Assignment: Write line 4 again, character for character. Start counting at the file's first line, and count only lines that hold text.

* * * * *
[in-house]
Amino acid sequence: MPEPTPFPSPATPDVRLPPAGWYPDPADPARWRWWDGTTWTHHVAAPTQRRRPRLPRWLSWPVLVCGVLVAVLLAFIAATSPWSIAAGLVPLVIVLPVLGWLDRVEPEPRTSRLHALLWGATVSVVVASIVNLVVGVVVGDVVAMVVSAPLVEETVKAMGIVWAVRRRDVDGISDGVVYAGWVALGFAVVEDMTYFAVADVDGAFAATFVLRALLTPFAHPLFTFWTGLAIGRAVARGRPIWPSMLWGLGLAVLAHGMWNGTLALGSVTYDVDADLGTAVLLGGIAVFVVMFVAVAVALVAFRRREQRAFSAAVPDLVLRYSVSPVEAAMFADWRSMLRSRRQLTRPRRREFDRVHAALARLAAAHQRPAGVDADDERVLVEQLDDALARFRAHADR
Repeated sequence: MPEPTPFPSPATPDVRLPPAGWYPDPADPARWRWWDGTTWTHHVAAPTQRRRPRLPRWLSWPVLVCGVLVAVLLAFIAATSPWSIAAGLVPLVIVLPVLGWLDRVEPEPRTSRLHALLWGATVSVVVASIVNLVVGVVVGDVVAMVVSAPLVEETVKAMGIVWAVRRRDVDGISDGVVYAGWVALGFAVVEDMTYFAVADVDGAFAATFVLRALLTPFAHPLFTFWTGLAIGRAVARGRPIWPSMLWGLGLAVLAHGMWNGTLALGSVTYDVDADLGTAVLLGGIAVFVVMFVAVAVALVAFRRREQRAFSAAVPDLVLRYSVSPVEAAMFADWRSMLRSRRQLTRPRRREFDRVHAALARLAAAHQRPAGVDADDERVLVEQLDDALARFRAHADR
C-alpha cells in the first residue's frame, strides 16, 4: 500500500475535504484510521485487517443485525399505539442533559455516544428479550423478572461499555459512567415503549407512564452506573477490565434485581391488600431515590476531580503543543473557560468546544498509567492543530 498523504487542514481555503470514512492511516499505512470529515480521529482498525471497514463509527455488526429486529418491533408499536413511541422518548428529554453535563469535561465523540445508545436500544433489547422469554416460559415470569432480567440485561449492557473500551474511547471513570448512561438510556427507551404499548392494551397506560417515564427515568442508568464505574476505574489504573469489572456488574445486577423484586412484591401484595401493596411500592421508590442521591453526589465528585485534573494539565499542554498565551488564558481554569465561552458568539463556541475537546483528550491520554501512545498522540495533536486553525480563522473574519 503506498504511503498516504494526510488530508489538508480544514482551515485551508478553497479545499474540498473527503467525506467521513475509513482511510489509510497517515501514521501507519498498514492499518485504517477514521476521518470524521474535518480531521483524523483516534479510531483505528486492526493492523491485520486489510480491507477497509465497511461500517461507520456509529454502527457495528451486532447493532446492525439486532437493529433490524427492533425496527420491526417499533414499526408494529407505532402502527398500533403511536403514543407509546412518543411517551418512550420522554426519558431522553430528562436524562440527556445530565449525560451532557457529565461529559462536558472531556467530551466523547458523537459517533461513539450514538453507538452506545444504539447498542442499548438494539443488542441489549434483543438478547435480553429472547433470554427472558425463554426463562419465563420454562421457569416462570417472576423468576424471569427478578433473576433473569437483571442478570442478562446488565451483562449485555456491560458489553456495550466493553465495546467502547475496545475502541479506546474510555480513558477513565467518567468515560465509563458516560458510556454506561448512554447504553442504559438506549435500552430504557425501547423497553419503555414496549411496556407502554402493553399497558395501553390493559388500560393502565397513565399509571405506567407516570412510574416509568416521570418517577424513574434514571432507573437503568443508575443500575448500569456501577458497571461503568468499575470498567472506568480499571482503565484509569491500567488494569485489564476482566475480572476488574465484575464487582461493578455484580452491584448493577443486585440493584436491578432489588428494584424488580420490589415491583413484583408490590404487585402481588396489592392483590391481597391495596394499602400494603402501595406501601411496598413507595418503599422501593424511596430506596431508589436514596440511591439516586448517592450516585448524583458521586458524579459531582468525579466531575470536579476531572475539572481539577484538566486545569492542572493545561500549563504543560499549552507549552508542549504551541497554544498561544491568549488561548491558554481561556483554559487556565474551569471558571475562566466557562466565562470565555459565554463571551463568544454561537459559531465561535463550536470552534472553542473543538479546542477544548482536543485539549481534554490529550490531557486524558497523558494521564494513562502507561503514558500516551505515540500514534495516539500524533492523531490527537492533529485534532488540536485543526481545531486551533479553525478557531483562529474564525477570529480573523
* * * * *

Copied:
C-alpha cells in the first residue's frame, strides 16, 4: 500500500475535504484510521485487517443485525399505539442533559455516544428479550423478572461499555459512567415503549407512564452506573477490565434485581391488600431515590476531580503543543473557560468546544498509567492543530 498523504487542514481555503470514512492511516499505512470529515480521529482498525471497514463509527455488526429486529418491533408499536413511541422518548428529554453535563469535561465523540445508545436500544433489547422469554416460559415470569432480567440485561449492557473500551474511547471513570448512561438510556427507551404499548392494551397506560417515564427515568442508568464505574476505574489504573469489572456488574445486577423484586412484591401484595401493596411500592421508590442521591453526589465528585485534573494539565499542554498565551488564558481554569465561552458568539463556541475537546483528550491520554501512545498522540495533536486553525480563522473574519 503506498504511503498516504494526510488530508489538508480544514482551515485551508478553497479545499474540498473527503467525506467521513475509513482511510489509510497517515501514521501507519498498514492499518485504517477514521476521518470524521474535518480531521483524523483516534479510531483505528486492526493492523491485520486489510480491507477497509465497511461500517461507520456509529454502527457495528451486532447493532446492525439486532437493529433490524427492533425496527420491526417499533414499526408494529407505532402502527398500533403511536403514543407509546412518543411517551418512550420522554426519558431522553430528562436524562440527556445530565449525560451532557457529565461529559462536558472531556467530551466523547458523537459517533461513539450514538453507538452506545444504539447498542442499548438494539443488542441489549434483543438478547435480553429472547433470554427472558425463554426463562419465563420454562421457569416462570417472576423468576424471569427478578433473576433473569437483571442478570442478562446488565451483562449485555456491560458489553456495550466493553465495546467502547475496545475502541479506546474510555480513558477513565467518567468515560465509563458516560458510556454506561448512554447504553442504559438506549435500552430504557425501547423497553419503555414496549411496556407502554402493553399497558395501553390493559388500560393502565397513565399509571405506567407516570412510574416509568416521570418517577424513574434514571432507573437503568443508575443500575448500569456501577458497571461503568468499575470498567472506568480499571482503565484509569491500567488494569485489564476482566475480572476488574465484575464487582461493578455484580452491584448493577443486585440493584436491578432489588428494584424488580420490589415491583413484583408490590404487585402481588396489592392483590391481597391495596394499602400494603402501595406501601411496598413507595418503599422501593424511596430506596431508589436514596440511591439516586448517592450516585448524583458521586458524579459531582468525579466531575470536579476531572475539572481539577484538566486545569492542572493545561500549563504543560499549552507549552508542549504551541497554544498561544491568549488561548491558554481561556483554559487556565474551569471558571475562566466557562466565562470565555459565554463571551463568544454561537459559531465561535463550536470552534472553542473543538479546542477544548482536543485539549481534554490529550490531557486524558497523558494521564494513562502507561503514558500516551505515540500514534495516539500524533492523531490527537492533529485534532488540536485543526481545531486551533479553525478557531483562529474564525477570529480573523